1996 Dolly the sheep, the first animal cloned from somatic cell
1998 Viagra (sildenafil) approved by FDA for erectile dysfunction
2001 “CRISPR” term coined Acronym for Clustered Regularly Interspaced Short Palindromic Repeats, marks special patterns in bacterial DNA, later shown to be part of bacterial anti-viral defense together with an enzyme that targets and cuts non-familiar DNA. This will be used by humans for DNA editing, the famous CRISPR/Cas9 technique (with caspase 9 used as the cutting agent).
2003 Cause for progeria found The horrible fast-aging disease is caused by a point mutation in gene for lamin A which produces scaffolding for cell nucleus (position 1824 in the LMNA gene)
2003 First idea of gene drive A self-promoting gene or casette that spreads to offspring with extreme probability, described by Austin Burt in Imperial College London, can propagate a genetic change in a population with extreme speed. (Considered too dangerous for common use.)
2003 Human Genome Project officially declared successfully completed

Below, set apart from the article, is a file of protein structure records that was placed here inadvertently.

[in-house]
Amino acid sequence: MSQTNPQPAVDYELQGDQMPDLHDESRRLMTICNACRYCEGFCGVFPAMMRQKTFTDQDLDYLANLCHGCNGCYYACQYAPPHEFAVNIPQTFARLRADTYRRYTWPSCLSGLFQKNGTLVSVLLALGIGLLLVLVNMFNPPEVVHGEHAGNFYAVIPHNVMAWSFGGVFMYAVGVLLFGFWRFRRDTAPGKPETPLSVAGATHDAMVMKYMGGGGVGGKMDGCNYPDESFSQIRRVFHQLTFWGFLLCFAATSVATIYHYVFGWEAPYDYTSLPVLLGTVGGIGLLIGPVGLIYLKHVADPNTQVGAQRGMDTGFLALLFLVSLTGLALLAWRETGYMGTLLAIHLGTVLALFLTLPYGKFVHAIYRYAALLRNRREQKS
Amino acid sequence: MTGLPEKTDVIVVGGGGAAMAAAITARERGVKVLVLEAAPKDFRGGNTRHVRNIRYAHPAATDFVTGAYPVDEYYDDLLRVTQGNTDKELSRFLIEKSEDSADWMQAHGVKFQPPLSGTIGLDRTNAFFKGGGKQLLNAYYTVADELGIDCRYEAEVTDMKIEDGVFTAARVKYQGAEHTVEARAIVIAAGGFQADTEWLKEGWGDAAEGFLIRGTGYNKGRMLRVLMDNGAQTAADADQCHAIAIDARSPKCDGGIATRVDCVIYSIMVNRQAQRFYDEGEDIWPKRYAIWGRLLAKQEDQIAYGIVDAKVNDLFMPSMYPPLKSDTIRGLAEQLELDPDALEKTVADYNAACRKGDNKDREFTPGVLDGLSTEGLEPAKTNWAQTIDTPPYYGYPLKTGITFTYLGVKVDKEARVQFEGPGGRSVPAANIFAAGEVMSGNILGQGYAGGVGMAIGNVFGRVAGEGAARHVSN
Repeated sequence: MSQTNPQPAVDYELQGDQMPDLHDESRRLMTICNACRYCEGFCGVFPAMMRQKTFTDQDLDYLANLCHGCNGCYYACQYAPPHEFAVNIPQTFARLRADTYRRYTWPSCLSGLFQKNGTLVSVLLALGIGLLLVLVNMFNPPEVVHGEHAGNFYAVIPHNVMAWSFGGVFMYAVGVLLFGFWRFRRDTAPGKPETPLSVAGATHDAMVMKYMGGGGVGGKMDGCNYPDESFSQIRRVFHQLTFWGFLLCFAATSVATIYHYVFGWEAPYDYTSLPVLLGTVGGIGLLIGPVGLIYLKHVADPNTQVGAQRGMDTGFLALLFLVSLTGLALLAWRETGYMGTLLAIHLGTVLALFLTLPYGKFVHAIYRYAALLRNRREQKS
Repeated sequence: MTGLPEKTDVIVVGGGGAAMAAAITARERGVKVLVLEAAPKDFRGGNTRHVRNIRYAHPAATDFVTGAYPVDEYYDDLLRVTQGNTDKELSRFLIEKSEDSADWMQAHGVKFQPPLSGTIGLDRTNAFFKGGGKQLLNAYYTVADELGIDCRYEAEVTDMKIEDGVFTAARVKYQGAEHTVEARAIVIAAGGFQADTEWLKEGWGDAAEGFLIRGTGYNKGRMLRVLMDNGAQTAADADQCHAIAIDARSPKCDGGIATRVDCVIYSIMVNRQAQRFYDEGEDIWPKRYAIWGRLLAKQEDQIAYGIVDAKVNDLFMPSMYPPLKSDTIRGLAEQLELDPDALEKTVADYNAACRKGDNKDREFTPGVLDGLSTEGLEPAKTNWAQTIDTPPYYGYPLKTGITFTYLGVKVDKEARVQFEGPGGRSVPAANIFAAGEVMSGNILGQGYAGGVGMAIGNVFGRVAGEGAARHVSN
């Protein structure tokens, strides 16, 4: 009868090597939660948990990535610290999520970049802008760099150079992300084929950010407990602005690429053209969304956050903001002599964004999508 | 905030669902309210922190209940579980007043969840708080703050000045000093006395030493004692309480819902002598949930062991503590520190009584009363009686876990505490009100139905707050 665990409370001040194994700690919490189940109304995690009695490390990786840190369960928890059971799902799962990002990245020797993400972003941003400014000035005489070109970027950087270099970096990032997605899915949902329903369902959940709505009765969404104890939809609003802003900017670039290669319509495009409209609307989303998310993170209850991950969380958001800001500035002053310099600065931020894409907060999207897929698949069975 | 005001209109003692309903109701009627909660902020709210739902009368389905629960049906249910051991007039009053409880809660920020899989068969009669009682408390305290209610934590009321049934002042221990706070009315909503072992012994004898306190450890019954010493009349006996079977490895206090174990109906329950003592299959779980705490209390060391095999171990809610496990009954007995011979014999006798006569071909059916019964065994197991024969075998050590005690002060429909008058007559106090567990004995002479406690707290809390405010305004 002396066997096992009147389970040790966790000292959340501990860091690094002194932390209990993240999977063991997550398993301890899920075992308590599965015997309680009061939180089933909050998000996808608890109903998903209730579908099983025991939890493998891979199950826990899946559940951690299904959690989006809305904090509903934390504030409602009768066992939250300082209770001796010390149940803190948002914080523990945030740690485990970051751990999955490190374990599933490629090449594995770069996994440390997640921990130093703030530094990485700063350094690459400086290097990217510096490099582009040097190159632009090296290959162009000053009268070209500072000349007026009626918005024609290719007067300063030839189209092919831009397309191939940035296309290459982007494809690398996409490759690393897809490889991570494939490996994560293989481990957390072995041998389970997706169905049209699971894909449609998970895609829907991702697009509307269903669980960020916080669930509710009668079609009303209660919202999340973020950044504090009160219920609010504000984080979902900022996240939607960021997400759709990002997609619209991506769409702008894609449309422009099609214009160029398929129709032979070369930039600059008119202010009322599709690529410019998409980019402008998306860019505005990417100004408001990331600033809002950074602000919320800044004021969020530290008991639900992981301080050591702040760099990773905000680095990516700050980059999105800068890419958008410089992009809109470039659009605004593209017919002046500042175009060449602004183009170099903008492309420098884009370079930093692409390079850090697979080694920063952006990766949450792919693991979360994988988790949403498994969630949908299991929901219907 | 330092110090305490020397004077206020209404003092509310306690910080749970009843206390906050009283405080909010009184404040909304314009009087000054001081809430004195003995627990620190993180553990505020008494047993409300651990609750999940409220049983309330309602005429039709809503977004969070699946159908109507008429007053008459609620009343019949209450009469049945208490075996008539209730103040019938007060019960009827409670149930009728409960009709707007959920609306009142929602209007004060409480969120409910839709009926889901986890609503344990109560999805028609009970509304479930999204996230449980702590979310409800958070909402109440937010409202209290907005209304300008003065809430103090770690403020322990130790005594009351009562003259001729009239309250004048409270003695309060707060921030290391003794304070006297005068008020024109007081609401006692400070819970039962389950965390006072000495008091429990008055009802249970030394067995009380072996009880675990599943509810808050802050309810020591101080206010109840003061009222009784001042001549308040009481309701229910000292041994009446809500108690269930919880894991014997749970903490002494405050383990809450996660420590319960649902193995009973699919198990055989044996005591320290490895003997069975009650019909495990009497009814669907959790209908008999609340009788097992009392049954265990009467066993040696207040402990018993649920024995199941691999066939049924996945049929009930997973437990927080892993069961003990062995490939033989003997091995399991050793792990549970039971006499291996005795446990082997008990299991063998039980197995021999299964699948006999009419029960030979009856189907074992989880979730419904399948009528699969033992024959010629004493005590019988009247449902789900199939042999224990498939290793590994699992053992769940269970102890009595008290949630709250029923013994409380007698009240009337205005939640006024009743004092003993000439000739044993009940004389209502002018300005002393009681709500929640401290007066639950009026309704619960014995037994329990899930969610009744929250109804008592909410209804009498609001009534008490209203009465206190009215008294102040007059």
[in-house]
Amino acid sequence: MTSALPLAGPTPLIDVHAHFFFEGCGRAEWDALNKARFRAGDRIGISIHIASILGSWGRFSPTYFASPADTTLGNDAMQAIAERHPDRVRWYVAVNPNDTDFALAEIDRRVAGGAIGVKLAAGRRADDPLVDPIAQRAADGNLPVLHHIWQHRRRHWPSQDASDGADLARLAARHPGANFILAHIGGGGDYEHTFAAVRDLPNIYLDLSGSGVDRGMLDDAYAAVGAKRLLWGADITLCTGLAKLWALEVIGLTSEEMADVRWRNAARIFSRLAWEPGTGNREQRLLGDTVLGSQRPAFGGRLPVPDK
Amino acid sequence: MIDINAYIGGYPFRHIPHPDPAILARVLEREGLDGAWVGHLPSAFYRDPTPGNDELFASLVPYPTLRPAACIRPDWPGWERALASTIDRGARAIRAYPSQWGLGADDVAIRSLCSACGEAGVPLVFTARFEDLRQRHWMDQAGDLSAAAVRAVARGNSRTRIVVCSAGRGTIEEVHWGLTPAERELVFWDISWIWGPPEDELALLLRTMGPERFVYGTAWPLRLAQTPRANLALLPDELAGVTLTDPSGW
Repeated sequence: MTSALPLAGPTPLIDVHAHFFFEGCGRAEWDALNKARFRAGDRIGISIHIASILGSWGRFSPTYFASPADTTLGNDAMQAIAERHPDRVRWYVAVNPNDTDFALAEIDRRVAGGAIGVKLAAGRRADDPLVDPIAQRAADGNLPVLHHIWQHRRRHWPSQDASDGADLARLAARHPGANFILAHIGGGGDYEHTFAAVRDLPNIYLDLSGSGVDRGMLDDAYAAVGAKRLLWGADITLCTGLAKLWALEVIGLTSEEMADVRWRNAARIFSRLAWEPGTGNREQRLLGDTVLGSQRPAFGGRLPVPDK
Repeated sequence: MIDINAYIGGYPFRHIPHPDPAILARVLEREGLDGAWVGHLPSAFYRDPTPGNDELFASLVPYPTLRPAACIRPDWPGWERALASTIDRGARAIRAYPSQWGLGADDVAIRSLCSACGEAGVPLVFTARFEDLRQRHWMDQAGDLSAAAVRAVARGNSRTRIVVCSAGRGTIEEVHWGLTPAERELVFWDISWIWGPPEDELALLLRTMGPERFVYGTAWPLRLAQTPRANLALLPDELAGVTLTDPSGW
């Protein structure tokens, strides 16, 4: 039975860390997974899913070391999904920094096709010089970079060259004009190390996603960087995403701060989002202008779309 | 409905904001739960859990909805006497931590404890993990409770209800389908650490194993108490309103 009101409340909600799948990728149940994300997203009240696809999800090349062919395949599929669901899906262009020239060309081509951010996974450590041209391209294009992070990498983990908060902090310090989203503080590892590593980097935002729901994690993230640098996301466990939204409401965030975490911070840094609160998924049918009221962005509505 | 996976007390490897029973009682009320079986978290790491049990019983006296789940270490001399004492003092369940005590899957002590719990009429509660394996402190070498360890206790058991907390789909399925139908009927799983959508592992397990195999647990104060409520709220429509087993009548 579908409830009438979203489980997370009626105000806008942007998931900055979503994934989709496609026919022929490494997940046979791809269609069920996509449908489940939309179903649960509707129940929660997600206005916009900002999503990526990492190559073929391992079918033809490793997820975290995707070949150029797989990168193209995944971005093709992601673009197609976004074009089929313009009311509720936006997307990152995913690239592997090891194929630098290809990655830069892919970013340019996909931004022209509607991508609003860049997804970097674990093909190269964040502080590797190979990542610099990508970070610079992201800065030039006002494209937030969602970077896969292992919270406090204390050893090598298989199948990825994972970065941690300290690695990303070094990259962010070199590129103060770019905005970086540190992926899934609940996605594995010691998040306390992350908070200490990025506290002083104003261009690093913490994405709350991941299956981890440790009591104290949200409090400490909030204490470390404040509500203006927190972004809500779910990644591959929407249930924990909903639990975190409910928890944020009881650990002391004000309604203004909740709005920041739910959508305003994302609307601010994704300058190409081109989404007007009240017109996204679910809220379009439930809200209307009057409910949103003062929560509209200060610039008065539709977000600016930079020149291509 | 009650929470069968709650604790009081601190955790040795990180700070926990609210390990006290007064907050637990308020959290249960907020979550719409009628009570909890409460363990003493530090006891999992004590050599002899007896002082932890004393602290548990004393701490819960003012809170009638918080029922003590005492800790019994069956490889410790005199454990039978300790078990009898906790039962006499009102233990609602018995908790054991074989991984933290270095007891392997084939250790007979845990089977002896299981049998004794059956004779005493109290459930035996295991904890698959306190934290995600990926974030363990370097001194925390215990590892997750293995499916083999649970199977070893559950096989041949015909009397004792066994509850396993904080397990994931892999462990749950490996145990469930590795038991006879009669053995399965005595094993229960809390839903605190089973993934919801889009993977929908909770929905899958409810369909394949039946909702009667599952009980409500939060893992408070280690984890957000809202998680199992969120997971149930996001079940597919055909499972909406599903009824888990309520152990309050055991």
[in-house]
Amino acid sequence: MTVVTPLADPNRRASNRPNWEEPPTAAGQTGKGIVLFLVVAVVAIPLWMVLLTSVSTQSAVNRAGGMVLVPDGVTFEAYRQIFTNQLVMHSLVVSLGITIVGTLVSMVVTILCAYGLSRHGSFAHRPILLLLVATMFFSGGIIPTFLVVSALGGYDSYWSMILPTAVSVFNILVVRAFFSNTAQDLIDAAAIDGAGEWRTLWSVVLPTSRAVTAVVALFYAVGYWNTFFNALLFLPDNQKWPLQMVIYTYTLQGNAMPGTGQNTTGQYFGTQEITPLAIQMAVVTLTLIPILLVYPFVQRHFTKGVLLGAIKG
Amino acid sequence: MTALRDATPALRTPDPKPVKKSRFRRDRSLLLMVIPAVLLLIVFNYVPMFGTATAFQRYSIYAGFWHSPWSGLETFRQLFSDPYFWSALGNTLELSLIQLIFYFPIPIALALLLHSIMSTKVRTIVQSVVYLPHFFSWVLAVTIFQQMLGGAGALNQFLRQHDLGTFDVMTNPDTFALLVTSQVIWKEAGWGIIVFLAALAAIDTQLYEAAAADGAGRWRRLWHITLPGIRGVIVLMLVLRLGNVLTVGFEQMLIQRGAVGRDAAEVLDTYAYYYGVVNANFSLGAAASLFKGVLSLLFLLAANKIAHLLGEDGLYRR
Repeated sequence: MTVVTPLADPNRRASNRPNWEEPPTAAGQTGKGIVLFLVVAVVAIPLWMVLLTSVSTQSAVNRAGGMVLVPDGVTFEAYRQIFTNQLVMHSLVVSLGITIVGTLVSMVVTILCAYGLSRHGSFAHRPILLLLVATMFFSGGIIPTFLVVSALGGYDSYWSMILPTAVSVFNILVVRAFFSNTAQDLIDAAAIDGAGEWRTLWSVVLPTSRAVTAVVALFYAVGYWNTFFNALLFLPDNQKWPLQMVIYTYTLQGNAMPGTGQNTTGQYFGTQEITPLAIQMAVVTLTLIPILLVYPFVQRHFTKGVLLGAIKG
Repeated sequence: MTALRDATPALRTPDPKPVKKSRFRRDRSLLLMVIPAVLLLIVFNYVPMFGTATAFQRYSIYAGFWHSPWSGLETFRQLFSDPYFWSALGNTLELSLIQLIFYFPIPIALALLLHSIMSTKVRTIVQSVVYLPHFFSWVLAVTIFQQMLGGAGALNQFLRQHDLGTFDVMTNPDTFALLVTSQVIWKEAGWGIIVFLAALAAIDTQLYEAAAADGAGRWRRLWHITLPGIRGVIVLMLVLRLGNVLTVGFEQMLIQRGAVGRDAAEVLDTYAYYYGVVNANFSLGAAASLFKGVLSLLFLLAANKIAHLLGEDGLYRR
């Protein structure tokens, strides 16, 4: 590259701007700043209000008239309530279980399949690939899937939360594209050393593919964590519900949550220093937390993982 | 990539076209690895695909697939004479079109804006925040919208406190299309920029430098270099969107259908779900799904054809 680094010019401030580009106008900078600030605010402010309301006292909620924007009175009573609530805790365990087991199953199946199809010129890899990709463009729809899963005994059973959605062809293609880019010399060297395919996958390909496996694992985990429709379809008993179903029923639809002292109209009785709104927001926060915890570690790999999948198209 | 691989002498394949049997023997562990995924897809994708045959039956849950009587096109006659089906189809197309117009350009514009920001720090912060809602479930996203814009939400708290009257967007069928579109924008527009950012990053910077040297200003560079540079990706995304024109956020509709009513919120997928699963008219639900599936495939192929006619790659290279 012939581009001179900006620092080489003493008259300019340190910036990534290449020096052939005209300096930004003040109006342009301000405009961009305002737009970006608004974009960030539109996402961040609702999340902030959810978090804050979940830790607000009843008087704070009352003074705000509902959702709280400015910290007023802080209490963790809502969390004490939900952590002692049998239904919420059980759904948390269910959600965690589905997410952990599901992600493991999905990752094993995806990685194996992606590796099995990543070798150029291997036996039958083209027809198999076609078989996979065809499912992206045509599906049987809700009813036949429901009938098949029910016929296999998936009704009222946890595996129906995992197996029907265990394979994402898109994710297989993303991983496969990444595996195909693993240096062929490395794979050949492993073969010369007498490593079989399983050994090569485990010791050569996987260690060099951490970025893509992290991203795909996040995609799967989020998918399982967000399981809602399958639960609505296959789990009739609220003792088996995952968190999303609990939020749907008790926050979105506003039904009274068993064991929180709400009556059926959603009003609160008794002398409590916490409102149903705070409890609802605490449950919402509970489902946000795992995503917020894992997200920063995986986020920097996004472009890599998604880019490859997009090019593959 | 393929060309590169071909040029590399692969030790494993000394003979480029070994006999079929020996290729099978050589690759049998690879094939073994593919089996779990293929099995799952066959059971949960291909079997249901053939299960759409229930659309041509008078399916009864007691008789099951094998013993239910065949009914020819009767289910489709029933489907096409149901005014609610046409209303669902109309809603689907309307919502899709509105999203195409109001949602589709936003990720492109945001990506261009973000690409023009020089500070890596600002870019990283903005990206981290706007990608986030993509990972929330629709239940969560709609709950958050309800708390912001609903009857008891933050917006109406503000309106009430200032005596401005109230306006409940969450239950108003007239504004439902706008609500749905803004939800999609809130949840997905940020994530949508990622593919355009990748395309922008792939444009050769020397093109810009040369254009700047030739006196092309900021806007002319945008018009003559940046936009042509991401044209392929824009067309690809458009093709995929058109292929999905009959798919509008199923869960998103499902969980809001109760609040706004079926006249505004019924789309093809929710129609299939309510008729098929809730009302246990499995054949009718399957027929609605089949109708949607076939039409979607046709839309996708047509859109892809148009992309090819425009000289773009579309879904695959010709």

2004 Milwaukee protocol Medical regimen able to rescue patients with symptomatic rabies (using pharmacologically induced coma with nutrient replacements), considered 100% fatal before; yielded much information about the behavior of the rabies virus
2005 “Genome Sequencer 20” by Life Sciences can sequence the human genome in a month and for 300000 USD
2006 23andme launched The first personal genetics web service, provides genetic analysis from saliva sample sent by mail.
2006 Induced pluripotent cell (iPSC) technology discovered By Shinya Yamanaka, Kyoto; yielded Nobel Prize in 2012)
2006 Vaccine against human papilloma virus (HPV)
2008 Primitive but multi-layered brain-like organoids grown from stem cells By Yoshiki Sasai et al., RIKEN, Tokyo
2011 Price of whole-genome sequencing now at 5000 USD per genome (Illumina Inc.)
2014 First working fully synthetic yeast chromosome The chromosome was artificially synthesized from computer-stored data that was previously read from the natural chromosome, with junk and transposons deleted (!!), still works normally (Jef Boeke et al., N.Y. University Langone Medical Center). DOI: 10.1126/science.1249252